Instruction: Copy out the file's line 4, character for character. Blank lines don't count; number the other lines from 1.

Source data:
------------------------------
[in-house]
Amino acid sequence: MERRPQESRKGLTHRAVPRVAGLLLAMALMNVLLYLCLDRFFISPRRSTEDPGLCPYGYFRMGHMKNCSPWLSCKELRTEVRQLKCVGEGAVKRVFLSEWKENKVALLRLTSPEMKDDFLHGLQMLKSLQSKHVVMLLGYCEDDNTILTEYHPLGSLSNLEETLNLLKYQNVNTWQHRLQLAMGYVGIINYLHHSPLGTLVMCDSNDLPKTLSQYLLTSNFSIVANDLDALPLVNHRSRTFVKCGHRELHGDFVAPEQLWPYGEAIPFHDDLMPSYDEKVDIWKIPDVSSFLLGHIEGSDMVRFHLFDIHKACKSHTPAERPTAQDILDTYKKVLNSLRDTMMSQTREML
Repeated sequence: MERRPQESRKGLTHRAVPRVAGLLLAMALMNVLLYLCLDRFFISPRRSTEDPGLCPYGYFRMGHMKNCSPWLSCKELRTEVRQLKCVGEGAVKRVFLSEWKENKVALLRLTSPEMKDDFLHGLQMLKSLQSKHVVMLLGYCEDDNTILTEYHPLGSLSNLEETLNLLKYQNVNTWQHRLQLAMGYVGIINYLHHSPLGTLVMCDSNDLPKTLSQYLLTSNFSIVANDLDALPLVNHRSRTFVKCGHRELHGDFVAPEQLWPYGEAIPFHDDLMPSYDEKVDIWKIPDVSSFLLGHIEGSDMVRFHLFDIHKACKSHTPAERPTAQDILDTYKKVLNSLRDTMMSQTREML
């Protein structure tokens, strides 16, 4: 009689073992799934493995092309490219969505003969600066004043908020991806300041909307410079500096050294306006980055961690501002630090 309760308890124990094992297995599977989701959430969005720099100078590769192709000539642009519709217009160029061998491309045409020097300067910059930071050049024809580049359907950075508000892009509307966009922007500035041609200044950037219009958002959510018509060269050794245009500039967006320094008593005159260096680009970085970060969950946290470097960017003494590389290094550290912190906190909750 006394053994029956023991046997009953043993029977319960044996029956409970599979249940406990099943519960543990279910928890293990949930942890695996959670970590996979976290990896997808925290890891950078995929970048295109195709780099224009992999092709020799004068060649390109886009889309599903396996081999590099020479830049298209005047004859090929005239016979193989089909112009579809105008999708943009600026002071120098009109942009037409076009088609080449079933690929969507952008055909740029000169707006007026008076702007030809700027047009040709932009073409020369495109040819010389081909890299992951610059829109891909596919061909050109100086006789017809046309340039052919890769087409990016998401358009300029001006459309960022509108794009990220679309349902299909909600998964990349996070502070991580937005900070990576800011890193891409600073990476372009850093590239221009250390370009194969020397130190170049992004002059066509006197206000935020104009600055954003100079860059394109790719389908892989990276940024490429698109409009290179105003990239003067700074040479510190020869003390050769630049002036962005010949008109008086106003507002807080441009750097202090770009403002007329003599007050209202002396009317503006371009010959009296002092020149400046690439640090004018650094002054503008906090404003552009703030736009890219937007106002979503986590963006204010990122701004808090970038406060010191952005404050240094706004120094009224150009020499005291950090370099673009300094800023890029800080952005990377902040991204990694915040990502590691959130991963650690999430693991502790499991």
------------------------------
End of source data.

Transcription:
């Protein structure tokens, strides 16, 4: 009689073992799934493995092309490219969505003969600066004043908020991806300041909307410079500096050294306006980055961690501002630090 309760308890124990094992297995599977989701959430969005720099100078590769192709000539642009519709217009160029061998491309045409020097300067910059930071050049024809580049359907950075508000892009509307966009922007500035041609200044950037219009958002959510018509060269050794245009500039967006320094008593005159260096680009970085970060969950946290470097960017003494590389290094550290912190906190909750 006394053994029956023991046997009953043993029977319960044996029956409970599979249940406990099943519960543990279910928890293990949930942890695996959670970590996979976290990896997808925290890891950078995929970048295109195709780099224009992999092709020799004068060649390109886009889309599903396996081999590099020479830049298209005047004859090929005239016979193989089909112009579809105008999708943009600026002071120098009109942009037409076009088609080449079933690929969507952008055909740029000169707006007026008076702007030809700027047009040709932009073409020369495109040819010389081909890299992951610059829109891909596919061909050109100086006789017809046309340039052919890769087409990016998401358009300029001006459309960022509108794009990220679309349902299909909600998964990349996070502070991580937005900070990576800011890193891409600073990476372009850093590239221009250390370009194969020397130190170049992004002059066509006197206000935020104009600055954003100079860059394109790719389908892989990276940024490429698109409009290179105003990239003067700074040479510190020869003390050769630049002036962005010949008109008086106003507002807080441009750097202090770009403002007329003599007050209202002396009317503006371009010959009296002092020149400046690439640090004018650094002054503008906090404003552009703030736009890219937007106002979503986590963006204010990122701004808090970038406060010191952005404050240094706004120094009224150009020499005291950090370099673009300094800023890029800080952005990377902040991204990694915040990502590691959130991963650690999430693991502790499991």